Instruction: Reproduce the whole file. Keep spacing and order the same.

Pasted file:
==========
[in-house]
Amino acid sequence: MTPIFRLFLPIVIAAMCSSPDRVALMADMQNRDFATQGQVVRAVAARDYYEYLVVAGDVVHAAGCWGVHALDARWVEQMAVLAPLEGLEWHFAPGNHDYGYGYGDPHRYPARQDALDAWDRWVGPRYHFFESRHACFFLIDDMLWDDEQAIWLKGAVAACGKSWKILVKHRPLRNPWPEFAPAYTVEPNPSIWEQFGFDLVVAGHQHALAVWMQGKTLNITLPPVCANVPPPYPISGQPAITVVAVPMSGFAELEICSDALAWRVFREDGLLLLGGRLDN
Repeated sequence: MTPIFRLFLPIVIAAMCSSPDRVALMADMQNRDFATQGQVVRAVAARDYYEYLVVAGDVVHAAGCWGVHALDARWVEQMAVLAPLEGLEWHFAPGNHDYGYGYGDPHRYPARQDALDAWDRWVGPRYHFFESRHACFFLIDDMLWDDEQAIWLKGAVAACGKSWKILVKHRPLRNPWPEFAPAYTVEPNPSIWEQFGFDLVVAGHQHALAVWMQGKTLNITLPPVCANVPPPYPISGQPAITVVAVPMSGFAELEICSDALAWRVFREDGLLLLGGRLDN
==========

[in-house]
Amino acid sequence: MTPIFRLFLPIVIAAMCSSPDRVALMADMQNRDFATQGQVVRAVAARDYYEYLVVAGDVVHAAGCWGVHALDARWVEQMAVLAPLEGLEWHFAPGNHDYGYGYGDPHRYPARQDALDAWDRWVGPRYHFFESRHACFFLIDDMLWDDEQAIWLKGAVAACGKSWKILVKHRPLRNPWPEFAPAYTVEPNPSIWEQFGFDLVVAGHQHALAVWMQGKTLNITLPPVCANVPPPYPISGQPAITVVAVPMSGFAELEICSDALAWRVFREDGLLLLGGRLDN
Repeated sequence: MTPIFRLFLPIVIAAMCSSPDRVALMADMQNRDFATQGQVVRAVAARDYYEYLVVAGDVVHAAGCWGVHALDARWVEQMAVLAPLEGLEWHFAPGNHDYGYGYGDPHRYPARQDALDAWDRWVGPRYHFFESRHACFFLIDDMLWDDEQAIWLKGAVAACGKSWKILVKHRPLRNPWPEFAPAYTVEPNPSIWEQFGFDLVVAGHQHALAVWMQGKTLNITLPPVCANVPPPYPISGQPAITVVAVPMSGFAELEICSDALAWRVFREDGLLLLGGRLDN